Week 22

  1. The Siege of Paris
  2. Leon Gambetta
  3. General Louis Trochu
  4. Prime Minister Adolphe Thiers

The Siege of Paris, lasting from September 19, 1870 – January 28, 1871, and the consequent capture of the city by Prussian forces led to French defeat in the Franco-Prussian War and the establishment of the German Empire as well as the Paris Commune. As early as August 1870 the Prussian 3rd Army led by the Crown Prince (the future Emperor) Frederick III had been marching towards Paris, but was recalled to deal with French forces accompanied by Napoleon III himself. These forces were crushed at the Battle of Sedan and the road to Paris was left open. Personally leading the Prussian forces Wilhelm I of Prussia along with his chief of staff Helmuth von Moltke, took the 3rd Army along with the new Prussian Army of the Meuse under Crown Prince Albert of Saxony and marched on Paris virtually unopposed. In Paris the Governor and commander-in-chief of the city's defenses General Louis Jules Trochu, assembled a force of regular soldiers that had managed to escape Sedan under Joseph Vinoy plus the National Guards and a brigade of sailors which totalled around 400,000. (The above from Wikipedia.)



Alistair Horne,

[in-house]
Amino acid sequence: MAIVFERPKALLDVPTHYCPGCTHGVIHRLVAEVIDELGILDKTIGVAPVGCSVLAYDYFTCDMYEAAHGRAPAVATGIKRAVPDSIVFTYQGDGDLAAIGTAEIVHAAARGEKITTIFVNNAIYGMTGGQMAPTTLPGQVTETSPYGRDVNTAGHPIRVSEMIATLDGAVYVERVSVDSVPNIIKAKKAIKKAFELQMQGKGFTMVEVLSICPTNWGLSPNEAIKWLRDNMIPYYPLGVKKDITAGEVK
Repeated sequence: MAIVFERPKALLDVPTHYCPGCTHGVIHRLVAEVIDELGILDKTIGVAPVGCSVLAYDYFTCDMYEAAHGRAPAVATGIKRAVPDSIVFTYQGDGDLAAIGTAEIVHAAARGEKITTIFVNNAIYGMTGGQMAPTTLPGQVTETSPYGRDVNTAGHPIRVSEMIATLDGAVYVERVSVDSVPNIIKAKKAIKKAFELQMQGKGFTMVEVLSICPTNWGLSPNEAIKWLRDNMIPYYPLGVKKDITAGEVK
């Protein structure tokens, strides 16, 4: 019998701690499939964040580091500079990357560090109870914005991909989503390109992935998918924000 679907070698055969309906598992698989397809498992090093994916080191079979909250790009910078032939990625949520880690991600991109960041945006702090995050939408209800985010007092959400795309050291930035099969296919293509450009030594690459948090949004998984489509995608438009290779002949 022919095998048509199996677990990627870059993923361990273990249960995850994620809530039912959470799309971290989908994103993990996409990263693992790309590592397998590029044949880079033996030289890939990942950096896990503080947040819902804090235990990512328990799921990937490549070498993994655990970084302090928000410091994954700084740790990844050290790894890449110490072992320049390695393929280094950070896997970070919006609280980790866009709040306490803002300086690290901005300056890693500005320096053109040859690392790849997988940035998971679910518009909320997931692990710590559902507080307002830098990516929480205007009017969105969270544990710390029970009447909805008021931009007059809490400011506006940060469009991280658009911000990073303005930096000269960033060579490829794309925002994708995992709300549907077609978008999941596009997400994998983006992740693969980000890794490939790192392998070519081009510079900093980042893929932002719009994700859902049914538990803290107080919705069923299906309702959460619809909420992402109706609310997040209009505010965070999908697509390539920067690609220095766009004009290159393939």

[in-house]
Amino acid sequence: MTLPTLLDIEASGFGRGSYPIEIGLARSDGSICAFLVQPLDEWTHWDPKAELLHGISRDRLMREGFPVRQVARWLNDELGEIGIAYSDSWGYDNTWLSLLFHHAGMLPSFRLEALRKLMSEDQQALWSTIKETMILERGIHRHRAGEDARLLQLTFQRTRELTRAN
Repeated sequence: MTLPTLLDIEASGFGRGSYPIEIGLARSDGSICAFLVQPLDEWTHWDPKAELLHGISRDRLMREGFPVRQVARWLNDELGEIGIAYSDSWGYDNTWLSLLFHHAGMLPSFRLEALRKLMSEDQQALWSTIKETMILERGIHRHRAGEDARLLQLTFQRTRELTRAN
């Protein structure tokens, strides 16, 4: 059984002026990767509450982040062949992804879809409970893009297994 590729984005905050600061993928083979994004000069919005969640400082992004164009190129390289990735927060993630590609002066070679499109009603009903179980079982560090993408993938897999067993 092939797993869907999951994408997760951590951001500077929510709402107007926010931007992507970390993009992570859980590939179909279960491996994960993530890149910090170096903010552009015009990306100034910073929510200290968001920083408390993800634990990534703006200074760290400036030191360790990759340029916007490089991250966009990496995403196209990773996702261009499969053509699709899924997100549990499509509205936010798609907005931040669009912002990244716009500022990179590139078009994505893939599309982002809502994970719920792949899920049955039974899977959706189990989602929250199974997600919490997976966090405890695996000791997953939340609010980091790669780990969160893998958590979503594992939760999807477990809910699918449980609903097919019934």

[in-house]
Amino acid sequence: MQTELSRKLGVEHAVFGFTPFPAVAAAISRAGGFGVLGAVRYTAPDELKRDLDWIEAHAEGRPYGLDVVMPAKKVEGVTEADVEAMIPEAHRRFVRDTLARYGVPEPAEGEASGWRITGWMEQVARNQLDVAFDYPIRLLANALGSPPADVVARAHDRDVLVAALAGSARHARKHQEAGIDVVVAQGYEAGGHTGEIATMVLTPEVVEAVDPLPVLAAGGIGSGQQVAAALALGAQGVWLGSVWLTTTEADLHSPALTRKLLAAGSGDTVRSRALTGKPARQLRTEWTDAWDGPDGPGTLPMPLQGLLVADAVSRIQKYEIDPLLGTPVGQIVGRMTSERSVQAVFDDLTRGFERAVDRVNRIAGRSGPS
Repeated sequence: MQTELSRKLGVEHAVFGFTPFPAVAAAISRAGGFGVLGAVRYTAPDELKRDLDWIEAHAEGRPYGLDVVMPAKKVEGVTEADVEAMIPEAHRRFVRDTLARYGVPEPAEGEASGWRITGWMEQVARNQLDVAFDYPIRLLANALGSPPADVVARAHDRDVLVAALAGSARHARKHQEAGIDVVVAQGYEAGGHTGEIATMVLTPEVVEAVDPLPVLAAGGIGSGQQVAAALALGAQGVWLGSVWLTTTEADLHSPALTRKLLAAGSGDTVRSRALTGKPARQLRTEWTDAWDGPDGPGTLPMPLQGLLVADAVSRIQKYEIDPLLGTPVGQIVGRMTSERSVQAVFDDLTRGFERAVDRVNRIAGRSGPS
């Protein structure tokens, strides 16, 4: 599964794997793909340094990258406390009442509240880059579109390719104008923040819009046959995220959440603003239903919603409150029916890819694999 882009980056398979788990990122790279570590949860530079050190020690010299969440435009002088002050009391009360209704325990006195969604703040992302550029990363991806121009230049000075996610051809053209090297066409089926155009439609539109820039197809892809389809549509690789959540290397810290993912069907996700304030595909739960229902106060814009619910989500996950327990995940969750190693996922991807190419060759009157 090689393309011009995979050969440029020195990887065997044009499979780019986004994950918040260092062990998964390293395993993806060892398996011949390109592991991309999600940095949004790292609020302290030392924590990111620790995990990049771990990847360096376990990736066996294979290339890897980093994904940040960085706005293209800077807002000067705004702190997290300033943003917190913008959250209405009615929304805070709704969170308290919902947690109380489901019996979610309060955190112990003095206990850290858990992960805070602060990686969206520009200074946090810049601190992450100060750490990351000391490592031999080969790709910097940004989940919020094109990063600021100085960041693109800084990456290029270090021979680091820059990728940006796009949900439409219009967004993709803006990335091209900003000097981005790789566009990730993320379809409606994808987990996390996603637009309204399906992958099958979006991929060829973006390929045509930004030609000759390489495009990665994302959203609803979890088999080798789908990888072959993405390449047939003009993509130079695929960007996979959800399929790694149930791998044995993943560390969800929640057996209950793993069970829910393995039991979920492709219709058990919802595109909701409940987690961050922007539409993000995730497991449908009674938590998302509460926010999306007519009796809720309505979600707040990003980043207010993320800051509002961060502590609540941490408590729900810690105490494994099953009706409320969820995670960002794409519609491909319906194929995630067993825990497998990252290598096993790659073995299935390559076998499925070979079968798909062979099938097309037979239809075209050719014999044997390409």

The Fall of Paris: The Siege and the Commune, 1870-1871,

Penguin Paperback,

ISBN 9780141030630


"This classic work . . . is essential reading for anyone who wants to understand the civil war that still stirs the soul of France." -Evening Standard, London

In 1870, Paris was the center of Europe, the font of culture, fashion, and invention. Ten months later Paris had been broken by a long Prussian siege, its starving citizens reduced to eating dogs, cats, and rats, and France had been forced to accept the humiliating surrender terms dictated by the Iron Chancellor Bismarck. To many, the fall of Paris seemed to be the fall of civilization itself. Alistair Horne's history of the Siege and its aftermath is a tour de force of military and social history, rendered with the sweep and color of a great novel.


Paintings, newspaper articles and cartoons, depicting the events and personalities of 1870-1871. Portraits of Gambetta, Trochu, Thiers and others.